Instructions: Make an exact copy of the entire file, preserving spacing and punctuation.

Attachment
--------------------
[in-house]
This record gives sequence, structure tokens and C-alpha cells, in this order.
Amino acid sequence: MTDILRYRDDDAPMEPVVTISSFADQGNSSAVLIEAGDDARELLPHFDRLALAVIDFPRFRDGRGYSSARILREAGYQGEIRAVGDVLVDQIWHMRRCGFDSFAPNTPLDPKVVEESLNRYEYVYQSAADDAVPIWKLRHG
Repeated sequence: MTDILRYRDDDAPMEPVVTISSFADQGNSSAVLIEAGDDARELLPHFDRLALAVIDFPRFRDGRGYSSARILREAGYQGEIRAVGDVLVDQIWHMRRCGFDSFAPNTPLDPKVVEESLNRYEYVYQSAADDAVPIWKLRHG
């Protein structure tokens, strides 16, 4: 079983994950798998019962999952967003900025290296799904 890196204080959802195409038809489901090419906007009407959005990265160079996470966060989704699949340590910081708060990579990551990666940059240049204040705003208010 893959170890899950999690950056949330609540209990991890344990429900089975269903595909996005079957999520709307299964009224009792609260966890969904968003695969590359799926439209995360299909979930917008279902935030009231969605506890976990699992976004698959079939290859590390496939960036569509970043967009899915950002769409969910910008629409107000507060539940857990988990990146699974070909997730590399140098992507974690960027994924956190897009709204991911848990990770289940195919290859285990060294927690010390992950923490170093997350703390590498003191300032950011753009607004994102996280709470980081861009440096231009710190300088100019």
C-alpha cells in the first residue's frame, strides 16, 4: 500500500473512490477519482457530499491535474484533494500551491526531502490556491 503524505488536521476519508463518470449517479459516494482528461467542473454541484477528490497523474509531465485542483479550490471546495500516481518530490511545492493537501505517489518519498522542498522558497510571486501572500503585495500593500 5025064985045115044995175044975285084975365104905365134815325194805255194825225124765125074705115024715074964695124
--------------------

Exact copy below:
[in-house]
This record gives sequence, structure tokens and C-alpha cells, in this order.
Amino acid sequence: MTDILRYRDDDAPMEPVVTISSFADQGNSSAVLIEAGDDARELLPHFDRLALAVIDFPRFRDGRGYSSARILREAGYQGEIRAVGDVLVDQIWHMRRCGFDSFAPNTPLDPKVVEESLNRYEYVYQSAADDAVPIWKLRHG
Repeated sequence: MTDILRYRDDDAPMEPVVTISSFADQGNSSAVLIEAGDDARELLPHFDRLALAVIDFPRFRDGRGYSSARILREAGYQGEIRAVGDVLVDQIWHMRRCGFDSFAPNTPLDPKVVEESLNRYEYVYQSAADDAVPIWKLRHG
């Protein structure tokens, strides 16, 4: 079983994950798998019962999952967003900025290296799904 890196204080959802195409038809489901090419906007009407959005990265160079996470966060989704699949340590910081708060990579990551990666940059240049204040705003208010 893959170890899950999690950056949330609540209990991890344990429900089975269903595909996005079957999520709307299964009224009792609260966890969904968003695969590359799926439209995360299909979930917008279902935030009231969605506890976990699992976004698959079939290859590390496939960036569509970043967009899915950002769409969910910008629409107000507060539940857990988990990146699974070909997730590399140098992507974690960027994924956190897009709204991911848990990770289940195919290859285990060294927690010390992950923490170093997350703390590498003191300032950011753009607004994102996280709470980081861009440096231009710190300088100019």
C-alpha cells in the first residue's frame, strides 16, 4: 500500500473512490477519482457530499491535474484533494500551491526531502490556491 503524505488536521476519508463518470449517479459516494482528461467542473454541484477528490497523474509531465485542483479550490471546495500516481518530490511545492493537501505517489518519498522542498522558497510571486501572500503585495500593500 5025064985045115044995175044975285084975365104905365134815325194805255194825225124765125074705115024715074964695124